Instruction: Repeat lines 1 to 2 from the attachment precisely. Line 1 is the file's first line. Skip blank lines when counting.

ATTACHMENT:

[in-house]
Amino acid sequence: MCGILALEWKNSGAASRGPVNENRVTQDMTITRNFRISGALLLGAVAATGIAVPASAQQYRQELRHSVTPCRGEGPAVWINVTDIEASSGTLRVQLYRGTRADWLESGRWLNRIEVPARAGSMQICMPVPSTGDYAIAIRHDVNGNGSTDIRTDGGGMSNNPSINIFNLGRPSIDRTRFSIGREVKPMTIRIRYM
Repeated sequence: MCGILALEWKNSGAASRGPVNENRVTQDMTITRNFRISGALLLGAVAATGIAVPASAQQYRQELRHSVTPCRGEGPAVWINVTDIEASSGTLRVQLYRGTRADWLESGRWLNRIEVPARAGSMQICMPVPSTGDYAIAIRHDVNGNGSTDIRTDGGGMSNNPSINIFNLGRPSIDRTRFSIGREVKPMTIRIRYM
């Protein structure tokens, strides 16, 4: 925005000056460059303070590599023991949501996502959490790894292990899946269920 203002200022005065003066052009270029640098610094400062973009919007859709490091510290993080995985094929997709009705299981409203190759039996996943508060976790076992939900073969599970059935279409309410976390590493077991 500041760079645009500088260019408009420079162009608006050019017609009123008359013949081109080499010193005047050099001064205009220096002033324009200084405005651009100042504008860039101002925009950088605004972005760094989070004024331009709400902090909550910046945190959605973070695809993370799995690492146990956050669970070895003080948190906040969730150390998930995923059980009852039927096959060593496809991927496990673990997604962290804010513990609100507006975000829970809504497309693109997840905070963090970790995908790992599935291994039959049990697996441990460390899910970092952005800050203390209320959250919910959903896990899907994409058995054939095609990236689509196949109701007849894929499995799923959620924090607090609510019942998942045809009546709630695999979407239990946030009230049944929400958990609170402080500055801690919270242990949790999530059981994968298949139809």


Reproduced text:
[in-house]
Amino acid sequence: MCGILALEWKNSGAASRGPVNENRVTQDMTITRNFRISGALLLGAVAATGIAVPASAQQYRQELRHSVTPCRGEGPAVWINVTDIEASSGTLRVQLYRGTRADWLESGRWLNRIEVPARAGSMQICMPVPSTGDYAIAIRHDVNGNGSTDIRTDGGGMSNNPSINIFNLGRPSIDRTRFSIGREVKPMTIRIRYM